LifeScanner Wins Top Prize For Its Food Fraud Detector At First Annual Gryphon’s LAAIR Innovation Showcase And Pitch Competition At University Of Guelph
As part of Canadian Innovation Week, The Research Innovation Office at the University of Guelph (UofG), funded by the Ontario government through the Ontario Agri-Food Innovation Alliance, hosted the first annual Gryphon’s LAAIR Innovation Showcase and Pitch Competition. The event, held on May 21, celebrated the amazing innovators who are putting knowledge into action in ways that have an impact on the Ontario economy and beyond. During the event, six corporations who have roots in the UofG research community pitched for a chance to win $17,500 in cash prizes.
“The Gryphon’s LAAIR program helps UofG researchers to launch innovations into the marketplace. Having supported more than 50 projects since 2014, Gryphon’s LAAIR funding has turned university knowledge into valuable outputs that have generated new enterprises, enhanced business productivity, created jobs, and improved prosperity and people’s lives,” notes Malcolm Campbell, Vice-President Research at the University of Guelph.
LifeScanner was chosen by a jury of high-profile industry judges as the $7,500 grand prize winner of the Gryphon’s LAAIR Innovation Pitch. We Vitro Inc. was chosen as the People’s Choice winner and will receive $5,000 to invest in the growth of their venture. Other pitch teams included FloNergia Inc., Griffinix, SP Nutraceuticals Inc., and eQcell Inc.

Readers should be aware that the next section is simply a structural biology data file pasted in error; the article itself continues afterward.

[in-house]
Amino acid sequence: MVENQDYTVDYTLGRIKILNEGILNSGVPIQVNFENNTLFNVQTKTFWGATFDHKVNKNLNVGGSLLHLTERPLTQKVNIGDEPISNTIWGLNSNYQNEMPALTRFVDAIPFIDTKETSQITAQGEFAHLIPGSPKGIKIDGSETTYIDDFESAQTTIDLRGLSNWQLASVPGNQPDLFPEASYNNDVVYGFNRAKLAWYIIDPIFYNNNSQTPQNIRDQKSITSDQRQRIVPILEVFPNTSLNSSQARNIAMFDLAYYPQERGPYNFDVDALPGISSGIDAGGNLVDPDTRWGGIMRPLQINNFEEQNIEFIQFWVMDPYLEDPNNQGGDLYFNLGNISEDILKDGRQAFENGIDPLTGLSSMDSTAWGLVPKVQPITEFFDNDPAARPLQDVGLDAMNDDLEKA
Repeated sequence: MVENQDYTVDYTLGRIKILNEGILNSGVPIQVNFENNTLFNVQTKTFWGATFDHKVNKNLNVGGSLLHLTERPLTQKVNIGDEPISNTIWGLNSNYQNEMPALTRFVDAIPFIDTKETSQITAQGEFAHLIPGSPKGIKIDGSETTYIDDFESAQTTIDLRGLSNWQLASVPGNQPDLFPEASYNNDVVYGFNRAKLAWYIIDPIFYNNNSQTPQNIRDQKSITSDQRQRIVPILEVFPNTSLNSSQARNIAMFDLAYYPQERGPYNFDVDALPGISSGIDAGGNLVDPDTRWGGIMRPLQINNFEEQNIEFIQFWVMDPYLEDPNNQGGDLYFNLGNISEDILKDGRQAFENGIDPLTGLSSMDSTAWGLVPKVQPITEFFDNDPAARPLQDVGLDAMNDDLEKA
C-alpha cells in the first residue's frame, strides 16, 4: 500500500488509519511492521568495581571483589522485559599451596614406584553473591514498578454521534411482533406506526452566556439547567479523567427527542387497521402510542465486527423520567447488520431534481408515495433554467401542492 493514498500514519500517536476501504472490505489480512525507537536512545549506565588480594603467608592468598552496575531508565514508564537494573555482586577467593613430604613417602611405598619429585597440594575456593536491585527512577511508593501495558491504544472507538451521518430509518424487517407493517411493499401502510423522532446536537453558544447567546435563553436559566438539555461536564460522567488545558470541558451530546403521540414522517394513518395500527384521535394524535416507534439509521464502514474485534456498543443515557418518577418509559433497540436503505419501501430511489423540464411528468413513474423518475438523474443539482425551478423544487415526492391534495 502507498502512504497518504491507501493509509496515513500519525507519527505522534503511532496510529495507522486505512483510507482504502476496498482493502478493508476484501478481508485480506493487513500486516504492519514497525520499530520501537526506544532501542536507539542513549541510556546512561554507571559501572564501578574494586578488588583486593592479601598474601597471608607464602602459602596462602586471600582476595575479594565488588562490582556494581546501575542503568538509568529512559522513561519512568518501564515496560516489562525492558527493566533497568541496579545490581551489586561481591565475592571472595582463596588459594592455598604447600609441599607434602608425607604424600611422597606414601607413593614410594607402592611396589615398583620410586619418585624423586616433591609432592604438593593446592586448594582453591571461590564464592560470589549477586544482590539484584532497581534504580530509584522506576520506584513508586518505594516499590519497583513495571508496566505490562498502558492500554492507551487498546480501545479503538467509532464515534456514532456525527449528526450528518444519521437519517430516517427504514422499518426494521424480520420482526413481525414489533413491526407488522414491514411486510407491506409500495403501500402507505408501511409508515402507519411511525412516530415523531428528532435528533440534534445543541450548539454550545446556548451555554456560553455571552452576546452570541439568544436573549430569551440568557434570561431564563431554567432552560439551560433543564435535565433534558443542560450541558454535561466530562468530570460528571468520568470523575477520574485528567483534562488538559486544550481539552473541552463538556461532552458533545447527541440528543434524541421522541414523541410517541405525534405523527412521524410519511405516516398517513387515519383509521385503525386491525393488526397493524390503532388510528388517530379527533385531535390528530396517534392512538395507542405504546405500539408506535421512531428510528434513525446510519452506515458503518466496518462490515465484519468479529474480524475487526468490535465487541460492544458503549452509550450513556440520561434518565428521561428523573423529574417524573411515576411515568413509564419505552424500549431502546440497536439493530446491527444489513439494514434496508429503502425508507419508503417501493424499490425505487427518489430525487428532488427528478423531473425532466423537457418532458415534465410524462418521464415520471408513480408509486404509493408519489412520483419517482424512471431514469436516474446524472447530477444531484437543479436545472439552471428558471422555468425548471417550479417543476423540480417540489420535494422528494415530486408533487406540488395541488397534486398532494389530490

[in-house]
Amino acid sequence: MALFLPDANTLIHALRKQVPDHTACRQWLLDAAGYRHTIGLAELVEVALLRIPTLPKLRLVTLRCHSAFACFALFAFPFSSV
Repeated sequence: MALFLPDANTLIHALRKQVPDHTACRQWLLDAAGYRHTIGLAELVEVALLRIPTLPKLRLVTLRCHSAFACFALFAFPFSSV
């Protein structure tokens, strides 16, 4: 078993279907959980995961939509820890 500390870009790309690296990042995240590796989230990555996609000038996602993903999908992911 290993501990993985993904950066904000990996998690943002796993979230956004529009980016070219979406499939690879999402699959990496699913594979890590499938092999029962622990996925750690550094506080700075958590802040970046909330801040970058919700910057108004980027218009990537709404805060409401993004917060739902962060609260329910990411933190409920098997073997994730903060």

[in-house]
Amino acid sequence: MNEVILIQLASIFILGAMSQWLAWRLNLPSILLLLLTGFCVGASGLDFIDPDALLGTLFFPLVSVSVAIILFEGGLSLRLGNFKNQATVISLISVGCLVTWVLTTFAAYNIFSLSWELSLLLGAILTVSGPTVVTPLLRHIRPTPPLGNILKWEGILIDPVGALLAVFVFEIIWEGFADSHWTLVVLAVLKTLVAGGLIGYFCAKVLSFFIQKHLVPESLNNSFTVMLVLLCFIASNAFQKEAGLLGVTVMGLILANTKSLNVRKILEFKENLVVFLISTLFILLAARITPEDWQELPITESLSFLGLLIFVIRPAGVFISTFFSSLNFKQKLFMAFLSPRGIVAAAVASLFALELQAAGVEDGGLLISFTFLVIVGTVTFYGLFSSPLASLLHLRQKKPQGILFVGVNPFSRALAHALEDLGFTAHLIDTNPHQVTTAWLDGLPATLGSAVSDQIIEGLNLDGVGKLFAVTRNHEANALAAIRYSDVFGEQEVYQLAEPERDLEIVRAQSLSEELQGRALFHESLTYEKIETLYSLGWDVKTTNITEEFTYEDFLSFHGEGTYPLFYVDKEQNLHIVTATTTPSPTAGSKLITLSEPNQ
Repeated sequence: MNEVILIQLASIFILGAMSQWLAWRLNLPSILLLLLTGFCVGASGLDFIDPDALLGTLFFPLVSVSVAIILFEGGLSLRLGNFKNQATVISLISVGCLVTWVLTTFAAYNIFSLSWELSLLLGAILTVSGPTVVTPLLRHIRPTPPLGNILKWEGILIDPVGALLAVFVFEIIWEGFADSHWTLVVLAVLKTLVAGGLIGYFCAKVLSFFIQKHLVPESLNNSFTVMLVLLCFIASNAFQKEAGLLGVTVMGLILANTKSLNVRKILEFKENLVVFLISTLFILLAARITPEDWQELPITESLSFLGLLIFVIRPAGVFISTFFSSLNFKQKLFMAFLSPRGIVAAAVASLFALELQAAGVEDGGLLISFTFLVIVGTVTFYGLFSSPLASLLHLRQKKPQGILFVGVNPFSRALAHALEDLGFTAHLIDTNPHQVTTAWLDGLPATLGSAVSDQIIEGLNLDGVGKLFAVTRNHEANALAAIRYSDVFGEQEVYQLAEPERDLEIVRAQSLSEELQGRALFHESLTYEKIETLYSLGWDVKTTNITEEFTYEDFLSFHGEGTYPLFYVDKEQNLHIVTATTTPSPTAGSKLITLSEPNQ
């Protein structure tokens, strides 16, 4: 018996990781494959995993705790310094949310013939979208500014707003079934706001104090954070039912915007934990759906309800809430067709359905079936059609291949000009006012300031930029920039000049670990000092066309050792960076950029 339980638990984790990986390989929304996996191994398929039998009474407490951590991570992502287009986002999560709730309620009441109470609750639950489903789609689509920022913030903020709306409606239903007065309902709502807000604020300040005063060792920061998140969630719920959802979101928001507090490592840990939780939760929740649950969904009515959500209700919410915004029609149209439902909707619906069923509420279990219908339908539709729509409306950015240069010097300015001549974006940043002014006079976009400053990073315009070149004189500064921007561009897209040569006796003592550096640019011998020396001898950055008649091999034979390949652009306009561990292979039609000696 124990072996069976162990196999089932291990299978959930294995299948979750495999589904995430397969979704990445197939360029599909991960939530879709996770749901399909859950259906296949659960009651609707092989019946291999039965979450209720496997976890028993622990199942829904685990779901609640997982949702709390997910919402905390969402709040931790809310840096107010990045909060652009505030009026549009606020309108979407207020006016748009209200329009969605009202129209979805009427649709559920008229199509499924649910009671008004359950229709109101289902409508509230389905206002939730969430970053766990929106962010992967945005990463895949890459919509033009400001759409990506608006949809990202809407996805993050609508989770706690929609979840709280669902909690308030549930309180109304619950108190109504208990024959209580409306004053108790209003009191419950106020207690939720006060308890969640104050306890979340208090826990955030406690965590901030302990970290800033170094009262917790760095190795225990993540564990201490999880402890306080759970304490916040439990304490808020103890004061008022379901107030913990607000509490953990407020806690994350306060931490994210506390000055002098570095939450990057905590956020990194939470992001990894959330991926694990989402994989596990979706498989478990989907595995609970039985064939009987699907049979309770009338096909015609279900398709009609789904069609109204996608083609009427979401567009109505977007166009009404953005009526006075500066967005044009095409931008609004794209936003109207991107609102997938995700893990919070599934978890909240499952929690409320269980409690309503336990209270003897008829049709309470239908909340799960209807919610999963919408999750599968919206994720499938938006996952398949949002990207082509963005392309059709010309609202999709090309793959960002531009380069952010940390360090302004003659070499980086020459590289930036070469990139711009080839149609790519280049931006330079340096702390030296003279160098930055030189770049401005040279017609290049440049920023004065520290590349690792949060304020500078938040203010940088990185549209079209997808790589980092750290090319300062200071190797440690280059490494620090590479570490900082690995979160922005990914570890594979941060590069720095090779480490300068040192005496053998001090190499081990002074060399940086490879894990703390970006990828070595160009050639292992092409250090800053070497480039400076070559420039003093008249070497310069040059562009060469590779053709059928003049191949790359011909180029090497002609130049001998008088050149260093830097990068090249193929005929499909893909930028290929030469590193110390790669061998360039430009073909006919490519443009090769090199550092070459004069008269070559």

Photo Credit: Kyle Rodriguez of Artifacts for Life Photography
Earlier in the day Dr. Sherri Cox, Executive Director of Research Innovation and Knowledge Mobilization, announced the latest recipients sharing a total of $420,000 in Gryphon’s LAAIR funding. Made possible by the Ontario Agri-Food Innovation Alliance, Gryphon's LAAIR Grants are ideal for identifying target markets and testing concepts with end users.
“Developing and bringing new agri-food products, practices and services to market creates jobs, grows our economy and helps farm businesses succeed,” said Ernie Hardeman, Minister of Agriculture, Food and Rural Affairs. “By investing in research innovation and commercialization, our government is helping to keep Ontario’s agri-food sector strong and competitive.”
The province is investing $420,000 towards ten Gryphon’s LAAIR projects to help students and researchers conduct market research and create new technologies, such as:
- Developing of a soy-based fermented cheese
- Manufacturing plant-based meat
- Developing compostable vegetable packaging
- Assessing the market an equine stem cell service and therapeutic biobank
- Evaluating the market for a maple syrup protein capsule
- Assessing the market for protein-rich peach crisps and powder.